Data-driven Prediction of Temperature Evolution in Metallic Additive Manufacturing Process

Online since 21 April 2021

Article

Abstract

In this study, a data-driven deep learning model for fast and accurate prediction of temperature evolution and melting pool size of metallic additive manufacturing processes are developed. The study focuses on bulk experiments of the M4 high-speed steel material powder manufactured by Direct Energy Deposition. Under non-optimized process parameters, many deposited layers (above 30) generate large changes of microstructure through the sample depth caused by the high sensitivity of the cladding material on the thermal history. A 2D finite element analysis (FEA) of the bulk sample, validated in a previous study by experimental measurements, is able to achieve numerical data defining the temperature field evolution under different process settings. A Feed-forward neural networks (FFNN) approach is trained to reproduce the temperature fields generated from FEA. Hence, the trained FFNN is used to predict the history of the temperature fields for new process parameter sets not included in the initial dataset. Besides the input energy, nodal coordinates, and time, five additional features relating layer number, laser location, and distance from the laser to sampling point are considered to enhance prediction accuracy. The results indicate that the temperature evolution is predicted well by the FFNN with an accuracy of 99% within 12 seconds.

Keywords

Deep Learning, Temperature Evolution, Direct Energy Deposition

Table of contents

Text

1 Introduction

Additive Manufacturing (AM) technology is a unique capability for building complex three-dimensional (3D) objects from computer-aided design models. Among many technologies used for metallic AM, Directed Energy Deposition (DED) is an interesting process that is flexible and adapted to repair operation. This method involves the deposition of metallic powder, which is melted via a focused heat source. DED is becoming widely used in industries such as aerospace [1], bio-design [2].

In order to identify optimal process parameters of AM, a design of experiments is often used [3]. However, performing the experiments of AM to find the optimal parameters is very expensive and time-consuming. The numerical approach, such as the Finite Element Method (FEM), is often employed to simulate the AM process [4]. However, the computing cost of these models remains excessively expensive when performing a large number of simulations. Therefore, it is not suitable to directly conduct uncertainty quantification and optimization of process parameters using these models to achieve a robust solution. To overcome this challenge, Machine Learning (ML) techniques are employed to construct surrogate models representing the complex relations between the process parameter and the temperature history defining the part quality [5]. Thanks to the predictive ML-based surrogate models, the simulations can be performed with a negligible computational cost. Recently, the application of ML to the AM field received significant attention from both the industrial and academic sectors [6, 7, 8]. A comprehensive review of this application can be found in [5].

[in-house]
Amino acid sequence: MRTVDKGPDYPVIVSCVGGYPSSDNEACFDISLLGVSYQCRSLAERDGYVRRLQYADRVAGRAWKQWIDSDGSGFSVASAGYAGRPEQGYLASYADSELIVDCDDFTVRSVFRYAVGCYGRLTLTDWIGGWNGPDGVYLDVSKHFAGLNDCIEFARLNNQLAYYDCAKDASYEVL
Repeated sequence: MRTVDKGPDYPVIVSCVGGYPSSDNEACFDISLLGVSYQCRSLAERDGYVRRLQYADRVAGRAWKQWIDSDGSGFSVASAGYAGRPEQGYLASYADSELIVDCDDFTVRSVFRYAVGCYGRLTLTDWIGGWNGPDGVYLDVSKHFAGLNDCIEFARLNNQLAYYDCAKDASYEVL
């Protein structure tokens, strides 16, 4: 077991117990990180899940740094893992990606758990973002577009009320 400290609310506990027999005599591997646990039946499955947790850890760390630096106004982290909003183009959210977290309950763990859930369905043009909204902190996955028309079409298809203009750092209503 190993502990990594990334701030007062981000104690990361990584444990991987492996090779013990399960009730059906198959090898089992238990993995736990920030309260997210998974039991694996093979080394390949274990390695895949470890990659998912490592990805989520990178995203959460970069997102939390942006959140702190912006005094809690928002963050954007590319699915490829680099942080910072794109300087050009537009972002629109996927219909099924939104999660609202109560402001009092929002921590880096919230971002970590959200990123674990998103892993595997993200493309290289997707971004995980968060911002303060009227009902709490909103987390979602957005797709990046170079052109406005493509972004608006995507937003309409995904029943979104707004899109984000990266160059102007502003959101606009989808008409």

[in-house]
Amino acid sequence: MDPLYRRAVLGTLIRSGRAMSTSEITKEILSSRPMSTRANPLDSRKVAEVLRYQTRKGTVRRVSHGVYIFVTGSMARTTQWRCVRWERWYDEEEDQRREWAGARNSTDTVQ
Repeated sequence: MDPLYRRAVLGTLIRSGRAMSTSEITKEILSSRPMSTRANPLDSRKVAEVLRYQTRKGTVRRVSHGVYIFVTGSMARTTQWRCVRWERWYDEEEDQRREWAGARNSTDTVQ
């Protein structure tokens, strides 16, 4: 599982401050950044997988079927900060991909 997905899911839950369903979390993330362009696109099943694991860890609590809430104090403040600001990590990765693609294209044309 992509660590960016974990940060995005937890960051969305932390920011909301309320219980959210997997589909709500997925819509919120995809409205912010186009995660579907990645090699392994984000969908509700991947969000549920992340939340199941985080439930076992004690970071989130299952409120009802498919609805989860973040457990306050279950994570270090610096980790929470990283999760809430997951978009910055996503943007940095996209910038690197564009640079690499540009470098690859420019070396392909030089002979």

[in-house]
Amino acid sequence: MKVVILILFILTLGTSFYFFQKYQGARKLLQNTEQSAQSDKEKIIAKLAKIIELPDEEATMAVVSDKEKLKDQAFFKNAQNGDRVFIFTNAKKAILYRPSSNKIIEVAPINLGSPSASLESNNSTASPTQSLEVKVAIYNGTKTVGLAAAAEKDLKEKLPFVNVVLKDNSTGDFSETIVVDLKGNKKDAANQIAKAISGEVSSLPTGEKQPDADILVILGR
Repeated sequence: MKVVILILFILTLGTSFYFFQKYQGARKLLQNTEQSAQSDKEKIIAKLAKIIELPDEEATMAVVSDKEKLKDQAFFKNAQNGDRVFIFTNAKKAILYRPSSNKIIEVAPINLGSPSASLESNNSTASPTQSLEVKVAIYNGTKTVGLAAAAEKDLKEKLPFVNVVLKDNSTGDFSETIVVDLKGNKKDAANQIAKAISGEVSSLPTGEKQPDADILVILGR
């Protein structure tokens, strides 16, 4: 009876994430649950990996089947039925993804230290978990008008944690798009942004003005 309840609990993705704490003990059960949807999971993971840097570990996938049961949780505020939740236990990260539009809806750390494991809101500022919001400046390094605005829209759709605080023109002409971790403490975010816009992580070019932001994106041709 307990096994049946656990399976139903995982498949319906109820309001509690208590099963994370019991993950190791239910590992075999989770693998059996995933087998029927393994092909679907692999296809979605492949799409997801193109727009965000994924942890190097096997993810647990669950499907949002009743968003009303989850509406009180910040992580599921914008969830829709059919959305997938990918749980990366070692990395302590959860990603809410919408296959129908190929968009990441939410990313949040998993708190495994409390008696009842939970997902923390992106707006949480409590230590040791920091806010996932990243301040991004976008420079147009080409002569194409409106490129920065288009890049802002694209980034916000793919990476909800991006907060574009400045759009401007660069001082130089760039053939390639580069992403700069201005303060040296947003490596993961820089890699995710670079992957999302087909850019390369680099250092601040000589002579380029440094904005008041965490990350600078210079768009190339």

In AM process, many physical phenomena occur at a short period of time and at a temperature above the melting point of materials. These temperature profiles strongly affect material properties related to the generated microstructures. Some previous studies were performed to develop the ML-based surrogate model to predict the temperature evolution of the AM process. For instance, the Recurrent Neural Network (RNN) was developed to compute the temperature field for an arbitrary geometry with different scanning strategies 6]. Similarly, the temperature field is also predicted by the surrogate model with Bayesian loss function [7]. In addition, in [8], the temperature field was predicted directly by the Physics-Informed Neural Networks (PINNs) without numerical data.

The above ML-based models [7-9] are somewhat complicated (RNN, Bayesian) and only applicable for a few layers. Thus, it is essential to develop a simple ML-based model to directly predict the temperature field of the AM processes with a large number of layers. Based on this review, this study aims to develop a simple ML-based surrogate model to predict the temperature evolution as well as the melting pool size of a DED process of a cubic part with 36 layers. In this article, the data used to train the ML-based model are first generated using the Finite Element (FE) model, which has been validated with experimental data (see Section 2). In Section 3, the ML-based surrogate model is described with its results to predict the temperature evolution and melting pool size during the AM process.

2 ML-based surrogate model for the DED process

In this section, we describe the predictive ML-based model called also the surrogate model to predict the temperature evolution of the DED process. It is built using the following two-step process:

(i) Data collection and data pre-processing,

(ii) Evaluation of the surrogate model parameters.

For step (i), it is very important that the training data is physically representative. Note that this study focuses on bulk experiments of the M4 high-speed steel material powder. The material properties can be found in detail in [9]. Hereafter, the training data is generated by thermal simulations performed with the updated Lagrangian FE code “Lagamine” developed by ArGEnCo Department of the University of Liège [4], Belgium. The convection and radiation boundary conditions are applied as well as the birth element technique to model the process. The classical conduction non-linear equation is reminded as